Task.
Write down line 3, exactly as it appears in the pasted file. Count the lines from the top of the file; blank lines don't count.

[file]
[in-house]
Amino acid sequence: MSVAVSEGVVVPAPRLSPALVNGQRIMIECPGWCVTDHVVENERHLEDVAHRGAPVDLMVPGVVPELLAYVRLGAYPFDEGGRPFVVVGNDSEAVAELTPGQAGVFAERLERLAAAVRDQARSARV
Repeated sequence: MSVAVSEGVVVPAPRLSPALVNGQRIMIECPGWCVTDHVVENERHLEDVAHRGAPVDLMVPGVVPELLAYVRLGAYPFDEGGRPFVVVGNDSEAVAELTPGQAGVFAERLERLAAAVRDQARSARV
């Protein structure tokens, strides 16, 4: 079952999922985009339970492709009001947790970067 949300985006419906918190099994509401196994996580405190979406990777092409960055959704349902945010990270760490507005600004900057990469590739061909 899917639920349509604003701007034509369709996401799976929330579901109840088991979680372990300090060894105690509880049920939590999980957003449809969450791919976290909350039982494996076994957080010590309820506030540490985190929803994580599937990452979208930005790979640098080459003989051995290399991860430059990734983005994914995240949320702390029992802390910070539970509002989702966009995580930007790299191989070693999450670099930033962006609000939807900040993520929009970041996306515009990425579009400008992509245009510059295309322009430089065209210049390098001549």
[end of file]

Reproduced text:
Repeated sequence: MSVAVSEGVVVPAPRLSPALVNGQRIMIECPGWCVTDHVVENERHLEDVAHRGAPVDLMVPGVVPELLAYVRLGAYPFDEGGRPFVVVGNDSEAVAELTPGQAGVFAERLERLAAAVRDQARSARV